One month prior, he hit a man so hard in the face that he broke his nose on the platform of the Broadway-Lafayette station – the same subway stop where he died four years later.

For both 2019 cases, he pleaded guilty to misdemeanor assault and was sentenced to six months in jail.

Reverend Sharpton maintained also

Jordan was screaming for help...

We keep criminalizing people with mental illness. People keep criminalizing people that need help. They don't need abuse. They need help.

If Jordan was screaming for help, then..... oh, he simply wasn't. The New York Times explains

In February, Mr. Neely, who had been in jail on an assault charge for punching a 67-year-old woman and breaking several bones in her face, was released to a residential treatment program, under a plea deal that required him to avoid trouble for 15 months, stay on antipsychotic medication and not abuse drugs.

Two weeks later, he walked out of the facility and did not return, and the arrest warrant was issued.

In March, Mr. Neely was approached by homeless-outreach workers at a subway station in Manhattan. He was neatly dressed and calm and accepted a ride to a shelter in the Bronx where he spent the night, according to outreach records shared with The New York Times.

But on April 8, when outreach workers found him at an end-of-the-line station in Coney Island, Mr. Neely, wearing dirty clothes riddled with burn holes, exposed himself and urinated inside a subway car, according to the notes shared with The Times.

Outreach workers, whose job requires them to win the trust of people who seek to avoid contact with the authorities, typically do not check for warrants, but they summoned the police, who ejected him from the station.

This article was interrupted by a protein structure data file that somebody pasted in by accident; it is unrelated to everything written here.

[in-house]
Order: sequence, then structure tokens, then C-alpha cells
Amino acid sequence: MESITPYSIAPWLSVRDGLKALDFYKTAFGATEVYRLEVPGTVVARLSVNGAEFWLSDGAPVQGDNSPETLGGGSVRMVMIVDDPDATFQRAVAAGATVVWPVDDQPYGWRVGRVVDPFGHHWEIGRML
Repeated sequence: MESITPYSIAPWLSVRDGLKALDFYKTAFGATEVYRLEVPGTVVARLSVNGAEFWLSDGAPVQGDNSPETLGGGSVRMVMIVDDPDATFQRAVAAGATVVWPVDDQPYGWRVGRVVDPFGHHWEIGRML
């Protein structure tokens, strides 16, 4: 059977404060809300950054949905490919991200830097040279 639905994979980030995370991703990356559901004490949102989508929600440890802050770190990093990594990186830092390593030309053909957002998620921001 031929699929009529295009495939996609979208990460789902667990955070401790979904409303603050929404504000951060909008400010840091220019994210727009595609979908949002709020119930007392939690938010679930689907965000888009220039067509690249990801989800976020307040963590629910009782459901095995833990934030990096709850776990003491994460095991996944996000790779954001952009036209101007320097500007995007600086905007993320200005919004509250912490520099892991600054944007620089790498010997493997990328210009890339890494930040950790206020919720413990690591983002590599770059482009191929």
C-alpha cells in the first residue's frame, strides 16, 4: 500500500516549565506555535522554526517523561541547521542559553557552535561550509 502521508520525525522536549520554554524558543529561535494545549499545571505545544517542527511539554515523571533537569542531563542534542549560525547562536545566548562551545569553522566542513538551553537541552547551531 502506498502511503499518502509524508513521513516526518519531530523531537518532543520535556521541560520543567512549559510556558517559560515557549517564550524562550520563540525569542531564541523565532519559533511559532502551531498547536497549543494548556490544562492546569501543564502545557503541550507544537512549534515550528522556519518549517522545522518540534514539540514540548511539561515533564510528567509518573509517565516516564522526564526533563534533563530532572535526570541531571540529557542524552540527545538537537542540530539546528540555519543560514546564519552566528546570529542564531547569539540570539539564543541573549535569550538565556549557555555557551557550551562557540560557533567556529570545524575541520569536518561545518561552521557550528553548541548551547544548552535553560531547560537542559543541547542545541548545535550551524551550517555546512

The police were also apparently unaware of the warrant. A program launched in 2019 in which the police did warrant checks on people caught violating transit-system rules was abandoned during the pandemic, after criticism that it was criminalizing homelessness.

"We" are so "criminalizing people that need help" that after Neely violently assaulted an elderly woman, he was not incarcerated but instead given an opportunity to get healthy at an in-patient treatment program at no expense to him.  He left, and when found the next month was taken to a shelter. When he committed a misdemeanor the following month, he was not taken to jail.

Mr. Neely was a criminal who was afforded considerable leniency by a law enforcement and court establishment which leans backward not to criminalize homelessness or mental illness. Ultimately, that approach failed, as it does with some and doesn't with others, because Jordan evidently wanted nothing to do with anyone who tried to help him.

The killing of Neely was unfortunate, even tragic, and a jury will decide whether (in its view) it was criminal. No one, not even- and  perhaps especially- the deeply tainted Sharpton can know for certain yet if this homicide was murder.  It's long past time for us, especially the Morning Joe crew which affectionately calls him "the Rev," to question the motives of Reverend Sharpton. Whether motivated by money, personal glory, racial prejudice, or an honest commitment to jumping to conclusions, he represents an ever-increasing obstacle to healing of the body politic.